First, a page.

Thursday, September 22, 2011

Witnessing With Our Lives For Life

2 Tim 1:8, “So do not be ashamed to testify about our Lord, or ashamed of me his prisoner. But join with me in suffering for the Gospel, by the power of God.”

In this verse, Paul exhorts Timothy not to be ashamed of witnessing or suffering for the Gospel. Perhaps this is a good time to try and understand what the Gospel really means to us. On Good Friday, we remember that our entry into heaven was secured at a high price. Jesus, God himself, had to die so that we might be forgiven of our sin. Yet if our thinking were just to stop there, i.e. that we are now forgiven and so we are going to heaven, I think we are missing the point because the other aspect of our salvation tells us that we are also God’s children. That is what we are told in John 1:12 “Yet to all who received him, to those who believed in his name, he gave the right to become children of God.” Children of God – what an awesome thought!

I wonder if there is another religion with the thought or teaching that God can be addressed as Father. Some religions think of a deity that is very powerful that can destroy them anytime. So when they approach their deity, they do so out of craven fear and trembling. They pray asking that their god will not harm them or hurt them in any way. Some others may teach that god can be manipulated. So if they make the right offerings and sacrifices and mumble the right words to please him, they can manipulate him to get what they want. Even in the Old Testament, I think the Israelites never addressed God as father. God was acknowledged as the Lord of Hosts, the Almighty One, etc but never as a heavenly Father. Yet that was how God himself perceived his relationship withy those who accepted him, even the Israelites. In Jeremiah we learnt of how the Jews were conquered and exiled. God speaking through Jeremiah promised to restore them and then he said these words, (Jer 31:20) “Is not Ephraim my dear son, the child in whom I delight? Though I often speak against him, I still remember him. Therefore my heart yearns for him; I have great compassion for him". He is a God who has compassion for his children. Do we get the picture here? A tender-hearted God who always has the interests of his children in his heart, a God filled with compassion for his children. That is why when Jesus’ disciples asked him to teach them to pray, his opening words were “Our Father”. Our omnipotent God cares for us and is also our Heavenly Father. Therefore, as children of an omnipotent God, who cares for us, we can have confidence to live for him. So then let us be what we are, children of an all-powerful God, and live for him alone.

Tuesday, September 13, 2011

Elijah – A Man Like Us

Jesus called Elijah one of the greatest prophets in Israel. Yet, the Bible does not say much about him. We are told only that he is from Tishbe in Gilead. Bible maps shows that Tishbe is in the centre of Gilead, (Num 32: 28-32) on the rugged side of the Jordan River. The land is sparsely populated, a wilderness. No wonder, Elijah’s manner of dressing was described as strange as he wore “a garment of hair, with a leather belt around his waist” (2 Ki 1:7-8). The image of Elijah was that of a mountain man, a country bumpkin especially when compared with the slick city people from Ahab’s palace.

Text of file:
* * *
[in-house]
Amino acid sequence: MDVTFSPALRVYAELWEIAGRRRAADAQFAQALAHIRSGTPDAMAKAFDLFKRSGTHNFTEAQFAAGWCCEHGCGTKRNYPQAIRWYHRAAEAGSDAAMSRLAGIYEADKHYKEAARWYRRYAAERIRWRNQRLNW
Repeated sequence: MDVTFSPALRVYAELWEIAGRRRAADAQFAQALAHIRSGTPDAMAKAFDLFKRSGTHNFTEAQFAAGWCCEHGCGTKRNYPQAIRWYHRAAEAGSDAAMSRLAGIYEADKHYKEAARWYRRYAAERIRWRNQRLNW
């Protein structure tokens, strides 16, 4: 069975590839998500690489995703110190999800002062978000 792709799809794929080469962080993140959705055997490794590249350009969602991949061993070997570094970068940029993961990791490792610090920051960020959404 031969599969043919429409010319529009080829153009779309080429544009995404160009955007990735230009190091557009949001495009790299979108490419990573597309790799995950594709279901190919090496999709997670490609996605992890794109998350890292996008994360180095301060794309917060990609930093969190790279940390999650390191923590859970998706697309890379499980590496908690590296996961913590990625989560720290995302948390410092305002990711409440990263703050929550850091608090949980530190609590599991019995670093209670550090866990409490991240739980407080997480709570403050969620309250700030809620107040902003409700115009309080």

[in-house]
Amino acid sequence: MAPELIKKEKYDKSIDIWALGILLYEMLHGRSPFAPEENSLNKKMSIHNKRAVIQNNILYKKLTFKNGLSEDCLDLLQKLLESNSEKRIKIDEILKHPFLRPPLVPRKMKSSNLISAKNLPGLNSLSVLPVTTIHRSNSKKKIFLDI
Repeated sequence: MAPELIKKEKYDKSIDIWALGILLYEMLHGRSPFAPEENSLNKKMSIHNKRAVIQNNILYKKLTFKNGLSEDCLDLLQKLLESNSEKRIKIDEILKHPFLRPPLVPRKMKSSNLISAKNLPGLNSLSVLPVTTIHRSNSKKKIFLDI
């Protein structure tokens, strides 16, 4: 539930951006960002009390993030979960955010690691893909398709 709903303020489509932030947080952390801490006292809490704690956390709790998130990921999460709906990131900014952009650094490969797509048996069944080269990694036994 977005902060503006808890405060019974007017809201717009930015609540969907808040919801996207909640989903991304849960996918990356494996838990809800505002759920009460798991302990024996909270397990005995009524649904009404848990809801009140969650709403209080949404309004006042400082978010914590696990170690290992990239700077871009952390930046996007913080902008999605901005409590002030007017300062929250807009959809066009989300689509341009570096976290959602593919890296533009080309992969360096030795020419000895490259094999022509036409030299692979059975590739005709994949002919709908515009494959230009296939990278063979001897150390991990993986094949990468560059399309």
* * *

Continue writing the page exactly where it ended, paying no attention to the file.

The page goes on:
The lesson from Elijah’s life is that everyone is useful to God as his instruments, even those seen as obscure. Elijah was called, out of obscurity, to deliver Israel from idolatry. We can see he had a heart zealous for God’s agenda and God’s glory. What brought this about?

If we look at the text of James 5:17, 18, we read that Elijah prayed and the rain stopped. Then he prayed again and the rain came down. Such powerful prayer is not the fruit of a man who prays occasionally. It can mean only one thing - long before he appeared in King Ahab’s palace, he was already praying for God’s glory to return to Israel. What do we do when we see something that is brings dishonour to God but yet is beyond our power to do anything? We pray because nothing is impossible with God.

Basically prayer is seeking to know God’s Will and purpose so that we can re-align our will with his. I believe that when we pray and especially when we pray earnestly, God’s Spirit will take control and lead us to do the very thing that we are interceding for. I think that is how Elijah probably received his calling. As he prayed, he came to see God’s Will clearly and stepped forward to do God’s Will.

The people had been warned by Moses that they will have to endure judgment by God if they turned to idolatry (Deut 11:16, 17). So as Elijah prayed, and with the full knowledge of Scripture, he could see even more clearly God’s Will - no rain in Israel. God was leading Elijah to do something greater than what Elijah himself could have asked for or imagine.

Prayer changes things and us. This is the power of prayer. It is a relationship that we continue through every part of our lives. It is being in constant communion with Someone always ready and always wanting to listen to us and talk to us. In that communion, we are slowly changed to seek God’s Will above ours. Perhaps this is a change in ourselves that we are not prepared to make. Confronting Ahab in his own palace was not easy for Elijah but he did it out of obedience. Obedience to Someone who is greater and more powerful than we can ever imagine, yet Someone who is more loving and merciful than anyone we can ever hope to meet on earth.

God has a plan for our lives, greater than we can ask for or imagine. He wants us to proclaim his wonder, his power and his love wherever we are and be surprised at his power as we do it. Such a plan can only be discerned through prayer. Why wait?